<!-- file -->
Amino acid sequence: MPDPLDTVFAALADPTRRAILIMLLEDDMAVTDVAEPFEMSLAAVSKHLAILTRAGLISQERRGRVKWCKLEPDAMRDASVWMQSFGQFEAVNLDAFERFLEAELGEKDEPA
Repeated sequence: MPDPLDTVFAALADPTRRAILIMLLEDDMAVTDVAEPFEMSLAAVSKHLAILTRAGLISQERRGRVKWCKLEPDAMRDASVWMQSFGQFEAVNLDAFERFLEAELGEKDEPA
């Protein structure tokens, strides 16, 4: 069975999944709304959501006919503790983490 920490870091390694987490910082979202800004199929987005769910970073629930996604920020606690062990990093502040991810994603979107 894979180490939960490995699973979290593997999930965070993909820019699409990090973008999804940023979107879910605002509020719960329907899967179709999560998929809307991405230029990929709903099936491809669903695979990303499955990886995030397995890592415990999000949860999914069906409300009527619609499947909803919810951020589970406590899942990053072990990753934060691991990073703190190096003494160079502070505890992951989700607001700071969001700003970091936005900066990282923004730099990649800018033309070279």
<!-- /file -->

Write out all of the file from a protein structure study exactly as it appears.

Amino acid sequence: MPDPLDTVFAALADPTRRAILIMLLEDDMAVTDVAEPFEMSLAAVSKHLAILTRAGLISQERRGRVKWCKLEPDAMRDASVWMQSFGQFEAVNLDAFERFLEAELGEKDEPA
Repeated sequence: MPDPLDTVFAALADPTRRAILIMLLEDDMAVTDVAEPFEMSLAAVSKHLAILTRAGLISQERRGRVKWCKLEPDAMRDASVWMQSFGQFEAVNLDAFERFLEAELGEKDEPA
């Protein structure tokens, strides 16, 4: 069975999944709304959501006919503790983490 920490870091390694987490910082979202800004199929987005769910970073629930996604920020606690062990990093502040991810994603979107 894979180490939960490995699973979290593997999930965070993909820019699409990090973008999804940023979107879910605002509020719960329907899967179709999560998929809307991405230029990929709903099936491809669903695979990303499955990886995030397995890592415990999000949860999914069906409300009527619609499947909803919810951020589970406590899942990053072990990753934060691991990073703190190096003494160079502070505890992951989700607001700071969001700003970091936005900066990282923004730099990649800018033309070279």